Dr Daniel B. Whitt, Nicholson S., Dr Magdalena Carranza
Abstract

Subseasonal surface wind variability strongly impacts the annual mean and subseasonal turbulent atmospheric surface fluxes. However, the impacts of subseasonal wind variability on the ocean are not fully understood. Here, we quantify the sensitivity of the ocean surface stress (τ), buoyancy flux (B) and mixed‐layer depth (MLD) to subseasonal wind variability in both a one‐dimensional (1D) vertical column model and a three‐dimensional (3D) global mesoscale‐resolving ocean/sea‐ice model. The winds are smoothed by time‐filtering the pseudo‐stresses, so the mean stress is approximately unchanged and some important surface flux feedbacks are retained. The 1D results quantify the sensitivities to wind variability at different timescales from 120 days to 1 day at a few sites. The 3D results quantify the sensitivities to wind variability shorter than 60 days at all locations, and comparisons between 1D and 3D results highlight the importance of 3D ocean dynamics. Globally, subseasonal winds explain virtually all of subseasonal τ variance, about half of subseasonal B variance, but only a quarter of subseasonal MLD variance. Subseasonal winds also explain about a fifth of the annual mean MLD and a similar and spatially‐correlated fraction of the mean friction velocity, urn:x-wiley:21699275:media:jgrc23678:jgrc23678-math-0001 where ρsw is the density of seawater. Hence, the subseasonal MLD variance is relatively insensitive to subseasonal winds despite their strong impact on local B and τ variability, but the mean MLD is relatively sensitive to subseasonal winds to the extent that they modify the mean u*, and both of these sensitivities are modified by 3D ocean dynamics.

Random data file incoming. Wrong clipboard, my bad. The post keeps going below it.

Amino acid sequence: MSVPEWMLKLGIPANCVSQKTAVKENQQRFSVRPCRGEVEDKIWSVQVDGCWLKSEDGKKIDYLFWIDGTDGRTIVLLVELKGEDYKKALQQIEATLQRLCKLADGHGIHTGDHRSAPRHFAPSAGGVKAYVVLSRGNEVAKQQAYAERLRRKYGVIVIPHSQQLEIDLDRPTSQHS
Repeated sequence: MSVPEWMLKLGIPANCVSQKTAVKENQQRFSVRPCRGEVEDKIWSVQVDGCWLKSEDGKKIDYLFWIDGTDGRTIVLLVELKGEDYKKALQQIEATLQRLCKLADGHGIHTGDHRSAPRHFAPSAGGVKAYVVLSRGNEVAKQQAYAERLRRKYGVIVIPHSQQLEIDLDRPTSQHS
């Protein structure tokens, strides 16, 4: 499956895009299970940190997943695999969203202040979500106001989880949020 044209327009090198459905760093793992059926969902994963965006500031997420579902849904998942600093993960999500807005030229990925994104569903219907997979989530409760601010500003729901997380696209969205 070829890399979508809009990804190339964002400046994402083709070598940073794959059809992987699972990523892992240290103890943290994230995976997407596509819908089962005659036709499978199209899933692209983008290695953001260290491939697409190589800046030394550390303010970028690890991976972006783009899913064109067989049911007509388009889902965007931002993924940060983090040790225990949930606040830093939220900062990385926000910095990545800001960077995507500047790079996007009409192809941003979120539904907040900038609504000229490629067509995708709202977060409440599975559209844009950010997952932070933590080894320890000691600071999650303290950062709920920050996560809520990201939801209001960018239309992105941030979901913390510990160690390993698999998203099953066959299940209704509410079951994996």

Annual mean (top) and seasonal cycle amplitude (bottom) of the magnitude of the ocean mixed-layer depth from the control run (CTL, left) and the fractional difference between CTL and a low-pass run with smoothed winds (CTL-LP, right; see section 2.5 for more on the metrics). In (B) and (D), points are blanked if zero is included in the 95% confidence interval, which is derived non-parametrically using 1000 bootstrap samples at each point. In (B) and (D), red means the metric is greater in CTL, whereas blue means the metric is greater in LP.

Link to Full Article